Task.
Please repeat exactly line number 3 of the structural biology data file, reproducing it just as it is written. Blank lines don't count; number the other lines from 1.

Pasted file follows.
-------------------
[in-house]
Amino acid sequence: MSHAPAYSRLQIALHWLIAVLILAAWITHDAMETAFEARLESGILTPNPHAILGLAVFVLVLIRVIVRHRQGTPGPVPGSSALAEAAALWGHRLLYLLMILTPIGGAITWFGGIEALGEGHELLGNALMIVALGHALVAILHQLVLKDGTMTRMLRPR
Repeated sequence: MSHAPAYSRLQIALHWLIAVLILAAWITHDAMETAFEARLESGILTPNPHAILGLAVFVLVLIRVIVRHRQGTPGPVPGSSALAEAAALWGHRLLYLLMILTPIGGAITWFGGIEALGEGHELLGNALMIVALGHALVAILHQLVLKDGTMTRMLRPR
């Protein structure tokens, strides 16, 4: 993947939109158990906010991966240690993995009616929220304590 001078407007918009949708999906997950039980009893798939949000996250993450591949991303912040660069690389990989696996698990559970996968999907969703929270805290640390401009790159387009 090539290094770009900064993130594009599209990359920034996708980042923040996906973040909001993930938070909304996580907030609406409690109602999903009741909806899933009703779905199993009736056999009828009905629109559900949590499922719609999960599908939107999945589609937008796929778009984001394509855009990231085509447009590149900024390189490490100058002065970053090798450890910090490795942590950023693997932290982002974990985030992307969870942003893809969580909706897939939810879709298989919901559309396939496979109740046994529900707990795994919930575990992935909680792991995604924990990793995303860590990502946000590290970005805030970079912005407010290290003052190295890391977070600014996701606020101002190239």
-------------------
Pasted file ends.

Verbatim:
Repeated sequence: MSHAPAYSRLQIALHWLIAVLILAAWITHDAMETAFEARLESGILTPNPHAILGLAVFVLVLIRVIVRHRQGTPGPVPGSSALAEAAALWGHRLLYLLMILTPIGGAITWFGGIEALGEGHELLGNALMIVALGHALVAILHQLVLKDGTMTRMLRPR